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Wed, 23 Jan 2019

Northeast Today

The Turbid Brahmaputra

The Turbid Brahmaputra
February 13
15:52 2018

January Edition, NET Bureau

The turbidity level in the Brahmaputra in Assam is much beyond the permissible limit for use as potable water. The river has turned muddy and the water has changed colour in the non-monsoon season, causing concern among the people and the authorities in Assam. Northeast Today reports

Siang to Brahmaputra

The Siang River in Arunachal Pradesh, the main tributary of the Yarlung Tsangpo (as the Brahmaputra is called in Tibet) began showing signs of turbidity in October, 2017, and two months later, the river began changing colour and gradually began turning visibly black. Arunachal’s Public Health Engineering Department, after testing a water sample of the river, confirmed the turbidity of the Siang’s waters to be several times higher than the permissible limit. Soon, reports of fish and animals dying from the polluted waters started to emerge from the Siang Valley. The Siang joins Lohit and Dibang rivers at Pashighat to form the Brahmaputra.

The muddiness that began emerging in Siang in the month of October, gradually began turning the Brahmaputra water muddy and the turbidity rate also began to increase. This forced the authorities in Assam to collect samples of Brahmaputra water at three places- Guwahati, Dibrugarh and Tezpur. And from tests carried out at District Level Laboratory of the Tezpur Division of the Public Health Engineering Department, it was confirmed that the water sample contained a lot of mineral properties.

Moreover, after carrying out tests on water samples (of Brahmaputra) collected on December 2, 2017, from four different locations- Bogibeel, Dibrugarh, Jonai and Pasighat- have confirmed high turbidity level. However, no traces of chemicals were found in the samples. The turbidity of the water sample collected from Bogibeel showed a turbidity of 400, even though the turbidity level of the water sample collected from the other three sites was much lower.

It may be mentioned here that the lab reports of the water sample collected at Siang on November 27, 2017, shows that Nephelometric Turbidity Unit (NTU) (the measure of turbidity) as 425 NTU- which is 400 times higher  than the permissible limit of 5 NTU for drinking water.

According to a report of study of environmental impact by the Arunachal Pradesh Pollution Control Board, Siang’s turbidity measure should have been between 12 and 15 NTU at this time of the year. Even in the monsoon season (September), Siang’s turbidity is between 295 and 329 NTU which, too, clears up after a short time.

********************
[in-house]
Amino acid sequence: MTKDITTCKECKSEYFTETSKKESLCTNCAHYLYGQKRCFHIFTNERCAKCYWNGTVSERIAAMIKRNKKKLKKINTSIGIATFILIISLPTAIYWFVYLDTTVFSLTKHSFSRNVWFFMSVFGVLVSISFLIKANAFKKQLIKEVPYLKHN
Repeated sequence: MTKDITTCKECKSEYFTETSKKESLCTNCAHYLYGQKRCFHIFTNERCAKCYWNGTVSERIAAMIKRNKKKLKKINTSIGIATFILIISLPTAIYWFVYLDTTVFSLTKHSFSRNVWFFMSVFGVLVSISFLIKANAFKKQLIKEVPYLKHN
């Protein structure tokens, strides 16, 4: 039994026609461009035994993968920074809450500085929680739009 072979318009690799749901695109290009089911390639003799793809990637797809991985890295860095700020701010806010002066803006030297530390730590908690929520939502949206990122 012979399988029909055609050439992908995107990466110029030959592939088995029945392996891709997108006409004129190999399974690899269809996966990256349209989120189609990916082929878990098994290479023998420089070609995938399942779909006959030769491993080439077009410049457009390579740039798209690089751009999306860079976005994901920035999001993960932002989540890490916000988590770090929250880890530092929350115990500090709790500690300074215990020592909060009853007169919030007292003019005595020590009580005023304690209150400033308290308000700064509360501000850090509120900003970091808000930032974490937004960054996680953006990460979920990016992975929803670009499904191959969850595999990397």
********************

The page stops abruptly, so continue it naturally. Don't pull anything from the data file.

Possible Causes

Various commentators have come with a number of explanations regarding the rise in turbidity in Brahmaputra water. From China constructing secret tunnel to divert Yarlung Tsangpo’s water to China constructing dam on the river to a series of earthquake triggering the massive flow of soil into the river.

Speaking to Northeast Today, Dr Bidyut Bikash Sarmah, a Guwahati-based environment researcher said, “I feel that there are many missing links and without the availability of certain crucial hydrological data, it would not be proper for anybody to draw any conclusion.”

“Based on my personal observations, I have the following hypothesis in this regard. The whole phenomenon is due to massive inflow of soil materials from mountains into the Yarlung-Tsangpo triggered by a series of earthquakes in the Nyingchi mountain ranges of China. According to USGS data, within a span of 9 days (November 15- November 23) a total of ten earthquakes shook the entire Nyingchi mountain ranges, which also includes the famous Namcha Bawra peak. Among all the earthquakes, the biggest measured M6.4 in magnitude. A M6.4 earthquake does not seem to be very big, but the main factor that might have played the role was the epicentre depth. This earthquake occurred at a depth of 8km only. In fact, except at two places, all other eight earthquakes occurred at depths of 10km. This simply means that, the whole mountain system, which has very steep slopes, received severe jolts. This may have resulted in earth avalanches in a single or multiple locations but all the soil materials flowed down to the river making it highly turbid,” he further added.

Assam Health Minister Himanta Biswa Sarma while interacting with the media on December 6 said that he suspects that the construction of a dam or some accident in China has caused the Brahmaputra’s water in the state to have abnormal deviations turning it muddy and containing cement particles.

Biswa Sarma’s suspicion cannot be ruled out as in 2016, China did make it public about its plans to build a dam on one of the tributaries of Yarlang Tsangpo. So, it is in fact possible that an accident might have collapsed some part of the dam and the broken particles might have intermixed with the river water and turned it turbid.

China, however, has declined these allegations and has clearly said that India should not point fingers towards China on every single occasion.

Final Words

Till the filing of this report, more water samples were being tested and the scientists were on a mission to find out the actual reason for this turbidity. Until the final report is made public, speculations must be kept at bay.


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